Swieradow-Zdroj

Spa town in Poland

SWIERADOW-ZDROJ - SPA TOWN IN POLAND - By Travel S Helper

Spa town in Poland

Swieradow-Zdroj

Swieradow-Zdroj is a town spa in Lubanski County and an administrative part of Lower Silesia. It is situated at an altitude between 450m and 710m above sea level in the valley of the River Kwisa in the Izerski Mountains which are part of the Western Sudety and close to the city of Jelenia Gora. The spa has the characteristics of a highland resort with a mountainous climate that is average to highly stimulating and moderated by its position in the Kwisa Valley and Swieradowskie Lowlands as well as the adjacent forests, predominantly of spruce.

The area around Swieradow is made up of metamorphic rocks, gneiss and granite with inserts of amphibolites belonging to the Karkonosze-Izerski Block but specifically the metamorphic Izera. On the northern slopes of the Kamienicki Ridge, in the region of Czerniawa, there are deposits of mica, leptynite and leucogranite schists.

Apart from the climate, basic elements used at the spa resort are the natural mineral waters and the therapeutic mud. The Swieradow mineral waters that are used therapeutically are primarily rich in carbonates, calcium and magnesium fluoride with a low mineral levels. Unique to this area are the presence of radon rich waters.

The first mention of Swieradow appears in 1524 when it went by the name of Fegebeutel. The already discovered mineral waters were cited for the first time in 1572 in a book by Leonard Thurneysser, an alchemist from Berlin, who wrote about the "Sacred Source" from which waters flow that are a relief for many ailments. Swieradow was plundered three times between 1634 and 1639 as a majority of the inhabitants were followers of the Protestant faith and in 1649 the armies of Captain Hermann were stationed here during the storming of Gryf Castle by the Swedes. Just over a hundred years later, in 1768, based upon scientific investigation, spa activities began to develop in an organised fashion. The second half of the 19th century sees the rapid growth of the spa resort. With the construction of a railway link and a road network, the town becomes more popular and further facilities are added, which quickly raise the status of the resort. After the surrender of the Third Reich in May 1945 the resort was occupied by the Russian Red Army but then returned to the Polish administration with the existing German population relocated back to Germany. The name of Swieradow-Zdroj was officially introduced in 1946, replacing the German name of Bad Flinsberg, and the settlement granted town rights.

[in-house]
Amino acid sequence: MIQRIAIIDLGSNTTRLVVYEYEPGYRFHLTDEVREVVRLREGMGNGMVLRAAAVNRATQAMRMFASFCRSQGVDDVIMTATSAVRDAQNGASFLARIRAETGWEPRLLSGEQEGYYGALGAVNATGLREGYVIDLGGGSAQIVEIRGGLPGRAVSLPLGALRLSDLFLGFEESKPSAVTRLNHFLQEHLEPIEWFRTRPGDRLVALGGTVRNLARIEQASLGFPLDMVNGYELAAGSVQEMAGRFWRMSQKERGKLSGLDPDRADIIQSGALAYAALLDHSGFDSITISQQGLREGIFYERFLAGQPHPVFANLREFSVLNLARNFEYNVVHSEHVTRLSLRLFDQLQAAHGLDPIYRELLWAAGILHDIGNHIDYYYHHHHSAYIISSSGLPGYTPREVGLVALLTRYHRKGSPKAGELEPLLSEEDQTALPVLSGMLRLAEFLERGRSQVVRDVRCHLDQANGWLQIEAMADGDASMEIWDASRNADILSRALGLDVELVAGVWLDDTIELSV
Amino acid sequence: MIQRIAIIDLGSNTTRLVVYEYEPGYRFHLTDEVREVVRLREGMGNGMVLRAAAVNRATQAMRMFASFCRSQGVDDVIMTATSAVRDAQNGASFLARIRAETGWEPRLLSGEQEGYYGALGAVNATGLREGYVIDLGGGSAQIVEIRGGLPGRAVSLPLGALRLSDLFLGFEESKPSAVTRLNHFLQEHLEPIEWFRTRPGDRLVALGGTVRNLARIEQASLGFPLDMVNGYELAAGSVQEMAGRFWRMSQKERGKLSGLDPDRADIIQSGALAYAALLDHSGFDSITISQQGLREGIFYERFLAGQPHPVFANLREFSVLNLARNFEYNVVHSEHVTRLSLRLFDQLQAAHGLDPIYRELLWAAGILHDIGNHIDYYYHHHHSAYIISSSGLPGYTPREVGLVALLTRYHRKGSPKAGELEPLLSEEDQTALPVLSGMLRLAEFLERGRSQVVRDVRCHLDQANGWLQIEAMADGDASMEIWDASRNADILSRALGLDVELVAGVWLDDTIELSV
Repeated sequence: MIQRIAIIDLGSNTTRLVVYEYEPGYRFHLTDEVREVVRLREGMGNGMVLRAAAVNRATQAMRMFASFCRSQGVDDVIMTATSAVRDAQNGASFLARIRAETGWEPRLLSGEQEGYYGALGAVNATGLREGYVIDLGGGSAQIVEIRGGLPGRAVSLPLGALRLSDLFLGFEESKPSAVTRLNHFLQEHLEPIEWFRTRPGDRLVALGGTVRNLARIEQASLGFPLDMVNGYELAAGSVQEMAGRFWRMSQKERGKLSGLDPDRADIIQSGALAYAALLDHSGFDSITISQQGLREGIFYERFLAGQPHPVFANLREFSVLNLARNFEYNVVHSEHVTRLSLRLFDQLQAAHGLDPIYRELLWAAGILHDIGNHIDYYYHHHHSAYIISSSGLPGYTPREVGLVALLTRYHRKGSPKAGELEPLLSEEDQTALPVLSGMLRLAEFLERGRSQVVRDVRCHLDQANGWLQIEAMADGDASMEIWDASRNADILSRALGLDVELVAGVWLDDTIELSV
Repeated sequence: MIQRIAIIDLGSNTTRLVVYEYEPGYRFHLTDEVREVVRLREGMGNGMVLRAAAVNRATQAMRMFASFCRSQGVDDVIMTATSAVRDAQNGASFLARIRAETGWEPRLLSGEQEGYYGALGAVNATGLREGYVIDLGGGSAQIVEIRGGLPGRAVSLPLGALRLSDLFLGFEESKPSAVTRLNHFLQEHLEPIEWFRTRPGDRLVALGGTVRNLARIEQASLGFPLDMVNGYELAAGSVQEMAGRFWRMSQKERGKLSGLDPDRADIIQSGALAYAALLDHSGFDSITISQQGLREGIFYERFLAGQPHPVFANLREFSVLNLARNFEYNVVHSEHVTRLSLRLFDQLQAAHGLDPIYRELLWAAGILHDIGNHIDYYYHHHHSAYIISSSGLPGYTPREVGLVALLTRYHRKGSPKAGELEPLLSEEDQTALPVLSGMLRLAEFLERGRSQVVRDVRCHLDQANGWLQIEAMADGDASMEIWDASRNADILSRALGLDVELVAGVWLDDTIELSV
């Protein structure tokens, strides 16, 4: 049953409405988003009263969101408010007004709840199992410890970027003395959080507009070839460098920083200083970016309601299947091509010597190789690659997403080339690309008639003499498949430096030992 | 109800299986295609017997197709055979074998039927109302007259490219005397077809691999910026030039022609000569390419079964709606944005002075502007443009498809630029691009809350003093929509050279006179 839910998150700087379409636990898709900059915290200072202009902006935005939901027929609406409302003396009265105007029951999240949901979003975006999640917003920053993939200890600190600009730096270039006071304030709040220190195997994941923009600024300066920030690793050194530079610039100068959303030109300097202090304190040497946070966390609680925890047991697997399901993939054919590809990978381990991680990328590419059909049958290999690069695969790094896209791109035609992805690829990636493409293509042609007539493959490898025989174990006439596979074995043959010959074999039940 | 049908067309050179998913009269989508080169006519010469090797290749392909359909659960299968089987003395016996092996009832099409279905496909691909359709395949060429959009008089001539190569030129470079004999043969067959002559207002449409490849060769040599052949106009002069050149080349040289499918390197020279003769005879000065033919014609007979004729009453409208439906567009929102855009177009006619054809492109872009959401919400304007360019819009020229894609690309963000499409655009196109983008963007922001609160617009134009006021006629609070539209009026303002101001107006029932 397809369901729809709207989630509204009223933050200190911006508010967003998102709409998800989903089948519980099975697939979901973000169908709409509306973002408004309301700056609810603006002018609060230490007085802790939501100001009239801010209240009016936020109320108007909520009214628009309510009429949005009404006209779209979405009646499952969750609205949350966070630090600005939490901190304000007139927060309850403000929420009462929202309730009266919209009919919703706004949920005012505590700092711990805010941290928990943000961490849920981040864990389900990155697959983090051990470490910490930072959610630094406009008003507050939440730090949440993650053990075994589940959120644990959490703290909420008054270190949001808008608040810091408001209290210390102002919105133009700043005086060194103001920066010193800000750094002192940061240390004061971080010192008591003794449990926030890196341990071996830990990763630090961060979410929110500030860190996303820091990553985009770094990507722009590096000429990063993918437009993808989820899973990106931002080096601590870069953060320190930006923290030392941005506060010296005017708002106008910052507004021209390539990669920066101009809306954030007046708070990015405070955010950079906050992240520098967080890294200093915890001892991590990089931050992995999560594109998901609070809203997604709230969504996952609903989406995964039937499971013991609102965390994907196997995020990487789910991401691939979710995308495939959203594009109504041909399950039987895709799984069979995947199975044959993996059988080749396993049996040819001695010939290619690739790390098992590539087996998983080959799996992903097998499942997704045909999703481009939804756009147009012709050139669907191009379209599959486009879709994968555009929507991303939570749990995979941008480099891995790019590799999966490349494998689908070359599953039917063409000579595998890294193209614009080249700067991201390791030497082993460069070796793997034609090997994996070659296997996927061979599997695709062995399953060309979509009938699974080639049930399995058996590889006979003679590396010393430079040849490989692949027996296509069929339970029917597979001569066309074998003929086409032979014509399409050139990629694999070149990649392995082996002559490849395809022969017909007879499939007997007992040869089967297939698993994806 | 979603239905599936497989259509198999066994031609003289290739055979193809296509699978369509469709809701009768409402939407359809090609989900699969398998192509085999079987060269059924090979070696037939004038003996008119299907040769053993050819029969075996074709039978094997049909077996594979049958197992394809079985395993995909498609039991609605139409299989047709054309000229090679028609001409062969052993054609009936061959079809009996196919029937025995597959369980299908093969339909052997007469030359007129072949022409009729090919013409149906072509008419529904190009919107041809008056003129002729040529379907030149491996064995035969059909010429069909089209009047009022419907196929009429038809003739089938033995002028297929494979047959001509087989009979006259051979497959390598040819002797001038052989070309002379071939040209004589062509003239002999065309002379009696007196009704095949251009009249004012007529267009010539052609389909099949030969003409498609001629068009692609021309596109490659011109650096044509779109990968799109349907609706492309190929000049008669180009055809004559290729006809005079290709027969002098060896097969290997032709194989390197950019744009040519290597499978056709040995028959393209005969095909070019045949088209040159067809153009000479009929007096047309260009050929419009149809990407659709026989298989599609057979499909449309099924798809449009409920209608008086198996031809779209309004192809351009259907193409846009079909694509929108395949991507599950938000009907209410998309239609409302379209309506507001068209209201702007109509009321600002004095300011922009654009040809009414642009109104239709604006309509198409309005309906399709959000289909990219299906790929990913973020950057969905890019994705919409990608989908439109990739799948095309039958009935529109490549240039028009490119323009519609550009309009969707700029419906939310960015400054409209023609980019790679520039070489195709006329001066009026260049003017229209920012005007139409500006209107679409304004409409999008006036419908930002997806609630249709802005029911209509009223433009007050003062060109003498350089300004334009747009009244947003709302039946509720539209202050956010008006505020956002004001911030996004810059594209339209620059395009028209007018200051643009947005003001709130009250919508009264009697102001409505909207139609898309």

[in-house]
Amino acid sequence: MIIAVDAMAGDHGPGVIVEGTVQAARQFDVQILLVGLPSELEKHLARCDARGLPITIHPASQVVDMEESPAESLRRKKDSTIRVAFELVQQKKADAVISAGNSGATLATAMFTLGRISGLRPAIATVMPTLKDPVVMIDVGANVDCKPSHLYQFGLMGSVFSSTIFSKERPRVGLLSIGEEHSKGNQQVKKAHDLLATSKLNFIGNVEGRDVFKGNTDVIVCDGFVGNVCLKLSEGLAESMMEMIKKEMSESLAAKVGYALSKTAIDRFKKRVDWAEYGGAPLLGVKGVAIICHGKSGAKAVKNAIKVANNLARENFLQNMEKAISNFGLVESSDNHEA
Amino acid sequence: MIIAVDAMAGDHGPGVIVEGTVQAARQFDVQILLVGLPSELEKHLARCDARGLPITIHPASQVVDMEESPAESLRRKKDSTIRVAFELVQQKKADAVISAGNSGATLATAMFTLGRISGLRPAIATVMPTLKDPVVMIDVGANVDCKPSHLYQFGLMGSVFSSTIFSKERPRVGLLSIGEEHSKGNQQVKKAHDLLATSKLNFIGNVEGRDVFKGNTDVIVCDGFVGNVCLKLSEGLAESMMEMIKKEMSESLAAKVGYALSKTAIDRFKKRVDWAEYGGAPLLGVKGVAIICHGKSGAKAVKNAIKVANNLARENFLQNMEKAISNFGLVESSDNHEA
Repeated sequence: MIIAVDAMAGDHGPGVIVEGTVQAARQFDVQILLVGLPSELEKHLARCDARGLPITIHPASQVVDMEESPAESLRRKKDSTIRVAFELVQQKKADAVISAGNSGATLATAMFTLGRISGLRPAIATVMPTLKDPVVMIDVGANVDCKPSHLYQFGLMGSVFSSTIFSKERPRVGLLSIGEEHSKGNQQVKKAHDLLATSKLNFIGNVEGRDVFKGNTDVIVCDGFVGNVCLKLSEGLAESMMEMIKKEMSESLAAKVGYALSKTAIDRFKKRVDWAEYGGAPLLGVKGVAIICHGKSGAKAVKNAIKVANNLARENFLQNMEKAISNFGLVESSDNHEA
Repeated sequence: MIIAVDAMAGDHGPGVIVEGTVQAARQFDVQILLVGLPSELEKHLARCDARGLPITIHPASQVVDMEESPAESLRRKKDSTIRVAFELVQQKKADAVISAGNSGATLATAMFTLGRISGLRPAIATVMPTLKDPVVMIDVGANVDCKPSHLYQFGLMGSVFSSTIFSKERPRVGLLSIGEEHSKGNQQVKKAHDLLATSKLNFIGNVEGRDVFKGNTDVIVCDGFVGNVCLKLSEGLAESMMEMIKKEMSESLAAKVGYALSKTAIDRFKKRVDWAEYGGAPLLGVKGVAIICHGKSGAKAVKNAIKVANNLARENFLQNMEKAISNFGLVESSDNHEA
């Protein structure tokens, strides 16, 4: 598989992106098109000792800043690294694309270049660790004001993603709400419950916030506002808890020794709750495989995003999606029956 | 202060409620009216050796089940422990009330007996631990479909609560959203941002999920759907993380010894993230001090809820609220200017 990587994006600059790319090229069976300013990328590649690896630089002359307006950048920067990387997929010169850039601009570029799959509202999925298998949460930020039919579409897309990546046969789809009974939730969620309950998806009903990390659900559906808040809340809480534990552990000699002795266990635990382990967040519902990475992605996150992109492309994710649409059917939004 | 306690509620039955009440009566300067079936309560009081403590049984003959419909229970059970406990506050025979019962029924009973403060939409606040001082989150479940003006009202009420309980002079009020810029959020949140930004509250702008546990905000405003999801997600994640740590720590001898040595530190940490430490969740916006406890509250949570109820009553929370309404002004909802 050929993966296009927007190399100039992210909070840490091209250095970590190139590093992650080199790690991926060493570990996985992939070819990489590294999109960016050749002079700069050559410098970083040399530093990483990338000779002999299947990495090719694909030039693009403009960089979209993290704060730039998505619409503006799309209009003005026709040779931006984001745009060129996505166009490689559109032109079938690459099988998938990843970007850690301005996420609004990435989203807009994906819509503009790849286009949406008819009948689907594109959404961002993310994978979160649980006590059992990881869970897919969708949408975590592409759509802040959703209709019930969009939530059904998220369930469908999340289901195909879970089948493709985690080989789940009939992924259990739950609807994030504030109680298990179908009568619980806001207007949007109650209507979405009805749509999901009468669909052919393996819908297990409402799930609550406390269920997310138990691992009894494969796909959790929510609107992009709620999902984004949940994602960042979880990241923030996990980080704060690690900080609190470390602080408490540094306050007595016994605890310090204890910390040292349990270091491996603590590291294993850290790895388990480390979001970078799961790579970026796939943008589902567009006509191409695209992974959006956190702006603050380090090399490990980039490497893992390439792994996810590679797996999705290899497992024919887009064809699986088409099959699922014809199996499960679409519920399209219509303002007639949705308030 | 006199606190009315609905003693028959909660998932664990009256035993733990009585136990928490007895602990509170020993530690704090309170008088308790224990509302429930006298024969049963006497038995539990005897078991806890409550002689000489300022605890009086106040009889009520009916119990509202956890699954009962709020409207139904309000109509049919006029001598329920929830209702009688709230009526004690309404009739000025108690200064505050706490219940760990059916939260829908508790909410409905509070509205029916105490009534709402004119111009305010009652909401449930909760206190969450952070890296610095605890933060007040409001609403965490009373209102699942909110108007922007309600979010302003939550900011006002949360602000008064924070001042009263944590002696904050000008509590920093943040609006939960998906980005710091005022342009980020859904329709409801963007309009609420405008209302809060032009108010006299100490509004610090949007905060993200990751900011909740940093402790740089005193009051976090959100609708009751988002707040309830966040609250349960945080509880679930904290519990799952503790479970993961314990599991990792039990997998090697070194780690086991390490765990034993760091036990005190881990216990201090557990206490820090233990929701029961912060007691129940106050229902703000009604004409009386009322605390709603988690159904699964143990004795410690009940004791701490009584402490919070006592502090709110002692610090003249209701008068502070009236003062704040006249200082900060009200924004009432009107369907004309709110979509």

Today treatments are carried out at the Spa House and at the Leopold and the Maria Baths while even more taverns, restaurants and villas are being built to accommodate the arriving patients.

Treatments in Swieradow-Zdroj include those for musculoskeletal, rheumatic and neurological disorders, gynaecological and respiratory tract diseases, peripheral atherosclerosis, asthma, allergies and osteoporosis.

More of the elite from the worlds of art, finance and industry choose to come here for their relaxation. As the spa business was not even interrupted by the outbreak of World War II, the resort, as it was so far away from the war zone, survived intact. The distinctive architecture of the resort is pleasing to the eye even today and the stylish interiors, in which the spa facilities operate, are meticulously maintained and provide the image of the quality of this spa resort. Whilst being in Swieradow-Zdroj, even if just passing through, it is worth visiting the Larch Promenade Hall, a unique building.

Swieradow-Zdroj is typically oriented tourist resort geared towards patients and skiers. It has a well developed range of accommodation and there is a wide range of organised annual, cultural and entertainment events staged in the town. Free time can be spent in one of several pools, on tennis courts or at equestrian areas. In the winter there are two prepared toboggan runs, six ski-lifts as well as the year-round gondola to the top of Stog Izerski.

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